Transformative texts—whether ancient or modern—are texts that have transformed the world and continue to have the power to transform individual lives under the mentorship of faculty.
Institutions participating in Cornerstone: Learning for Living must use transformative texts in the course designated as the gateway to their program to help create a common intellectual experience for incoming students. If they wish, campuses may also choose to use transformative texts in other grant-supported parts of their curricula (e.g., general education courses that form a “core text pathway” through general education).
We place a strong emphasis on “primary works” of literature and philosophy (e.g., novels, essays, poems, and speeches) from a variety of traditions. Such works are expected to make up the majority of texts. They should span a range of time periods that help students see how texts are in conversation with one another, help them answer a big question from multiple perspectives, and enable them to trace the treatment of a human problem (e.g. freedom and slavery, individualism and responsibility, law and morality) over time. Images, films or music may be included on a limited basis.
We are highly skeptical that “secondary texts” should play much if any role on the syllabus for the designated gateway course for programs participating in Cornerstone: Learning for Living. Scholarly commentary on primary works, usually in the form of journal articles, seems to us more appropriate for graduate students or perhaps upper-division coursework for majors—but not for general education courses in the humanities aimed at first-year students. We are also less interested in seeing works of social science, journalism, and the like on the syllabi, even if they are popular—though there can sometimes be a place for them if the reading list is rich in primary sources from different time periods.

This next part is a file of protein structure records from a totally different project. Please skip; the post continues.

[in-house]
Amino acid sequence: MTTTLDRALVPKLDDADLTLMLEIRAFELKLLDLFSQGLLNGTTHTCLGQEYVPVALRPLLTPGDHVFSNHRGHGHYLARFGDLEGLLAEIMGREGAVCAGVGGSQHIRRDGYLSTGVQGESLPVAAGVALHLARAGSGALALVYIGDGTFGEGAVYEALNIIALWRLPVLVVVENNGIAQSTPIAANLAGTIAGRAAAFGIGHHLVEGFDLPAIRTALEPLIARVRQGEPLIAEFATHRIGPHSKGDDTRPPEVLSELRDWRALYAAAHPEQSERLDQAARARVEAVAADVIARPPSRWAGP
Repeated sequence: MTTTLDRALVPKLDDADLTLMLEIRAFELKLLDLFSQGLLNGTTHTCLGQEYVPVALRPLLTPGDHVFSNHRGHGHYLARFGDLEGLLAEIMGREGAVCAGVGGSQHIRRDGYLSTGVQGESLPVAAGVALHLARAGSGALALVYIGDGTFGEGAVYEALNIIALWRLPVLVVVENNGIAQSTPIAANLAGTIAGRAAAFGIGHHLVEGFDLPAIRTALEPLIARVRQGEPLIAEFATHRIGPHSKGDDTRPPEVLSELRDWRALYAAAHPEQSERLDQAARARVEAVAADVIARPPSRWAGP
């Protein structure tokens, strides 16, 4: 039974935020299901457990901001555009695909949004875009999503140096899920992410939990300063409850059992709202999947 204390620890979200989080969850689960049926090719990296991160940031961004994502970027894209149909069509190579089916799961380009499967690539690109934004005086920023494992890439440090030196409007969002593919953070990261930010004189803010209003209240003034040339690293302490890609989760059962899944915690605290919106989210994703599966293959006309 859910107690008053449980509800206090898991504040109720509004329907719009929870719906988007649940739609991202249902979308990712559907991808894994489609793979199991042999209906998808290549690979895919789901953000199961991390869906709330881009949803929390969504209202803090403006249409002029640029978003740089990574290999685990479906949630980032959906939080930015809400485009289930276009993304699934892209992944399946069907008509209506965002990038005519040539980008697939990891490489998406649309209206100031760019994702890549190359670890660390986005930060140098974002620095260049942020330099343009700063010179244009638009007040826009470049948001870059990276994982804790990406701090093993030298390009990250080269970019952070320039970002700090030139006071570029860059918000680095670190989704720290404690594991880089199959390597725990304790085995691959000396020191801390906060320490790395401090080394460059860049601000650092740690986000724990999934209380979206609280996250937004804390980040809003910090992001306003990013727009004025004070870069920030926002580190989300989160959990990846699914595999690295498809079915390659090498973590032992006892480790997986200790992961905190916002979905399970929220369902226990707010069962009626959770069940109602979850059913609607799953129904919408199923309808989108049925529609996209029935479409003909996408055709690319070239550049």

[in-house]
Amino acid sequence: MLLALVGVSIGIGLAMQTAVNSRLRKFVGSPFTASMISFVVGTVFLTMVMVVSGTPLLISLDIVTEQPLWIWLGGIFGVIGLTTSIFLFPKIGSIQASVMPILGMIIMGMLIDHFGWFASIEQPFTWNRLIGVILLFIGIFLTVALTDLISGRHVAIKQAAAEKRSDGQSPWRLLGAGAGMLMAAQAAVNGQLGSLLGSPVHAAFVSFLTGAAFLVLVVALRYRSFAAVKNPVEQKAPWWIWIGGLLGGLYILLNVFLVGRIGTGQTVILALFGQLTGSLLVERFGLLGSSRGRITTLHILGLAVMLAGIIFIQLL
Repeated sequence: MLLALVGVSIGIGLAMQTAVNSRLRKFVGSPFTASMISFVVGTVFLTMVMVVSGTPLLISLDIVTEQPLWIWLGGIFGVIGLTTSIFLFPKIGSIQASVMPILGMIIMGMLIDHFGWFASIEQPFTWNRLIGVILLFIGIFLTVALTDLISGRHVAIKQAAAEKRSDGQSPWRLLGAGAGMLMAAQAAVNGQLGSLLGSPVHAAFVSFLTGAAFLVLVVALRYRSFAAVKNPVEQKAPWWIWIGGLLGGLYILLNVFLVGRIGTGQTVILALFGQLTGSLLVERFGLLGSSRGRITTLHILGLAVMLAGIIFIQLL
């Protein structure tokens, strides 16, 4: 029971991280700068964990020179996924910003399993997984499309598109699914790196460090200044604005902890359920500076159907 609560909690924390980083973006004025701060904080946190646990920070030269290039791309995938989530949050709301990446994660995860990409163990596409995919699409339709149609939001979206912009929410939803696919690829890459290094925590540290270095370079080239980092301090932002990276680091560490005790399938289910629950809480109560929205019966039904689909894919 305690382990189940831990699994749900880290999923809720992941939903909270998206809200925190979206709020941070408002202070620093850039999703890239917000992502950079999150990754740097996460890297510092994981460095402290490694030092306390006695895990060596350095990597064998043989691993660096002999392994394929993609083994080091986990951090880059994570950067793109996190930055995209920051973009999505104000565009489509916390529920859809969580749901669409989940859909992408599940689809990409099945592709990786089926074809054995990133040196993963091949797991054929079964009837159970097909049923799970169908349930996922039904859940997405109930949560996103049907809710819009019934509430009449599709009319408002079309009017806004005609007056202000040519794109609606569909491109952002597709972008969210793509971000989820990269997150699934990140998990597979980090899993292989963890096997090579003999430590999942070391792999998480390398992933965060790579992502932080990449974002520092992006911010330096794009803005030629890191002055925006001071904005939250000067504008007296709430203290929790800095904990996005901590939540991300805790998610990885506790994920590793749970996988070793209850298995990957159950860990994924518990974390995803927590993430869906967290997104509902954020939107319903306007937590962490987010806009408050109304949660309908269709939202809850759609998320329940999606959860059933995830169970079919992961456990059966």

The readings on syllabi for sections of the gateway course (or courses) should be drawn from a common and representative list of primary texts developed collaboratively by the faculty teaching in the program supported under Cornerstone: Learning for Living. It can be a challenge for faculty to agree on what counts as “major” and “primary”—but grantees report that the deliberative process itself is well worthwhile. Faculty can always go beyond the common list by assigning additional or secondary works in their sections. For example, Purdue has a common list of primary texts of over 200 works, but faculty teaching in its Transformative Texts sequence are expected to assign only 50 percent of the readings from this common text. As long as the common list of primary texts is robust and there is a clear policy on how it will be used to inform syllabi, there is plenty of latitude for faculty to incorporate other readings of their own choice, and to experiment with more recent works, including film or art works.
A list of texts, even if it is provisional in nature, must be included in concept papers and proposals for planning and implementation grants. A major purpose of a planning grant awarded under Cornerstone: Learning for Living is to provide time and space for faculty to arrive at criteria for inclusion on a consensus list of transformative texts; a policy for how texts from the consensus list will be used across sections of the gateway course (ranging from a set number or percentage of readings to a standardized reading list across all sections); and an initial living list—as the list will need to be continually renewed—of works that they are interested in teaching and that they feel prepared to make accessible and engaging for their students.